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9:40 PM   April 21, 2015
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Writing Your Return Policy

Return policies on boutique clothing for pets often vary from retailer to retailer and customer to customer. Though flexibility may be required when accepting returns, a spelled-out policy helps support staff understand the basics and removes any confusion from a consumer standpoint at the point of purchase.

Consider writing your clothing policy based on several hypothetical situations you may or may not have already encountered in other categories.

Ill fitting pet clothing runs with the territory. Dogs are just as unique to fit as people are. Unless customers bring their pets with them and try on outfits before buying, you’re likely to experience this reason for returns frequently. Tag intact and receipt in hand a simple exchange for a bigger or smaller size – together with some advice on how to properly measure a pet – satisfies most customers.

Your policy on quality issues may best be written based on your relationship with the clothing manufacturer. If stitching unravels or garments exhibit other signs of shoddy workmanship, yet you’re sure the maker will stand behind the product, sending you a new one in exchange for the old, offer the buyer a refund or exchange with confidence. If the clothing in question comes from a new manufacturer, or one you know may not accept a return, try offering the consumer store credit instead, to protect your investment in merchandise.

Wear and Tear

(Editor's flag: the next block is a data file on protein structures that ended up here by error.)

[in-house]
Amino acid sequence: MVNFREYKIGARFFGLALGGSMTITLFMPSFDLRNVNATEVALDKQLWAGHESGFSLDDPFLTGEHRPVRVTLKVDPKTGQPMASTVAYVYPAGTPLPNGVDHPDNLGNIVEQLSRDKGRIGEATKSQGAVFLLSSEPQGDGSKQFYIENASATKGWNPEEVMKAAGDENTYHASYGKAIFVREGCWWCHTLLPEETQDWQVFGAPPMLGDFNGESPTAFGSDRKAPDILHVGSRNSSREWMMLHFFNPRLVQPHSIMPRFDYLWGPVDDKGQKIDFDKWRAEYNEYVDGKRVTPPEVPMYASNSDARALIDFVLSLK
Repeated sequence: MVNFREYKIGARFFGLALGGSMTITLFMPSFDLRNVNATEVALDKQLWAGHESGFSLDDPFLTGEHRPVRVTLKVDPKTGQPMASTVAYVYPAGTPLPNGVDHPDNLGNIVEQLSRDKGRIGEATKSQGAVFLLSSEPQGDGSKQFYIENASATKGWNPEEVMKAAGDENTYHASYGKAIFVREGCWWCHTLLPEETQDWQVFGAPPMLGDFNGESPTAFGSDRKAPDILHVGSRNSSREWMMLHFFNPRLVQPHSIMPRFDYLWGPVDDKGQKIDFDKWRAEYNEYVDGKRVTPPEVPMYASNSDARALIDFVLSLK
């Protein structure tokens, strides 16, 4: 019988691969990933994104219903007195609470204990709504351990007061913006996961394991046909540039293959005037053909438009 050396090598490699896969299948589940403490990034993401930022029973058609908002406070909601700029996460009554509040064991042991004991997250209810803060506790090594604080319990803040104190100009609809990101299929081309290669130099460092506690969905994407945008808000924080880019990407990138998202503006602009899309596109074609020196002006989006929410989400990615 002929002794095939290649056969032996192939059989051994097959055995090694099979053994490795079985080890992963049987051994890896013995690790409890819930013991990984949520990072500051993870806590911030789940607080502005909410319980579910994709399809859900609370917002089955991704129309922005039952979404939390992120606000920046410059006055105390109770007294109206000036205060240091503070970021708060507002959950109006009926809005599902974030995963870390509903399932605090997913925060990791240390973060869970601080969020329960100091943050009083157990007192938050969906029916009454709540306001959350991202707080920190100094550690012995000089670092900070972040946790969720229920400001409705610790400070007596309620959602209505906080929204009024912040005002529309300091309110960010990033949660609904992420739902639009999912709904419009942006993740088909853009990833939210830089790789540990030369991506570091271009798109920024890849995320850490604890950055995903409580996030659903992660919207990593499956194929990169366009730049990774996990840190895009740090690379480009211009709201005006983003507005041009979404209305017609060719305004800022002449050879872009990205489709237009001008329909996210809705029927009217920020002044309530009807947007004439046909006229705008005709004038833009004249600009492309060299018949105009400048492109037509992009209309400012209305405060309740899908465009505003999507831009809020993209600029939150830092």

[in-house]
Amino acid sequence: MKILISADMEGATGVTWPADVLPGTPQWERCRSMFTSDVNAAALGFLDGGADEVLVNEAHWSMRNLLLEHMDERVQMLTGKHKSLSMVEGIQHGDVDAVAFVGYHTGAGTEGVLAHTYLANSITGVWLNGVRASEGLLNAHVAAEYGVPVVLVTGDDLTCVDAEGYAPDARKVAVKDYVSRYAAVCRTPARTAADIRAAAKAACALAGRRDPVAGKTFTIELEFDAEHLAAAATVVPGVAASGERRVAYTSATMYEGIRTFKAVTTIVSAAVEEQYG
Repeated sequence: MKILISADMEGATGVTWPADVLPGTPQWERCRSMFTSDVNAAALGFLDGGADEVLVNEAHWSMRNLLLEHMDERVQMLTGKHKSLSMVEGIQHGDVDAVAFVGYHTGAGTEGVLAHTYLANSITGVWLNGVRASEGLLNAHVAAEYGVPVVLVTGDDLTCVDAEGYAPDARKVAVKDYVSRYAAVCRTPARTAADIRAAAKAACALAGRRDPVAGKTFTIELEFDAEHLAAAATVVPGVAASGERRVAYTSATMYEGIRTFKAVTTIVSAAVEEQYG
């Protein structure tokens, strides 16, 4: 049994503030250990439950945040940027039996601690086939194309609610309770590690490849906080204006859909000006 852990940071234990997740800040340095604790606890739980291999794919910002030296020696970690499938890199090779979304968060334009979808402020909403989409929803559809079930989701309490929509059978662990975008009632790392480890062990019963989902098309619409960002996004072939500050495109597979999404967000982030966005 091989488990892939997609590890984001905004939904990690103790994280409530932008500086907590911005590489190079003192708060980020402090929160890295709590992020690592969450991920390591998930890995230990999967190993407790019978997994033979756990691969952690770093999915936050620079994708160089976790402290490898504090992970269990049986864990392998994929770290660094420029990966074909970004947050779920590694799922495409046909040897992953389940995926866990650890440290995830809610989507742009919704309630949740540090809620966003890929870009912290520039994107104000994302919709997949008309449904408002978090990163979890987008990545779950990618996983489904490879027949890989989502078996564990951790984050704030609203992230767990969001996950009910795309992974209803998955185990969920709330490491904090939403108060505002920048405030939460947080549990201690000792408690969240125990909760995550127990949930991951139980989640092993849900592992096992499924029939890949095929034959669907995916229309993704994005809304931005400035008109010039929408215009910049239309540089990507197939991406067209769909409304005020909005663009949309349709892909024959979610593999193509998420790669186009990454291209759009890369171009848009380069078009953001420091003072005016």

“Normal wear and tear” can be hard term to explain to a customer returning a piece of clothing after the first washing or a few weeks after purchase. In general, if it’s obvious the dog has worn the outfit, returns or refunds are not appropriate. Some retailers go so far as to place a time limit (72 hours or more) on refunds and exchanges – assuming consumers have already placed the clothing on their pets.

Clothing items without tags can present problems in the returns department. Unless you’re able to reattach a tag of your own, you may be resigned to placing the item on a sale or clearance rack. As long as the item appears in good condition, though, and the consumer retains the receipt, you may be forced refund the item, regardless.

Generally, return of clothing without a receipt, as far as big-box retailers are concerned, is appropriate for store credit of the last sale price of the item. If the item obviously came from your store and you recall the last sale price of the merchandise, this solution may be appropriate. However, if, to your knowledge, the item can be found at other area retailers a denial of refund may fit the situation better. <HOME>

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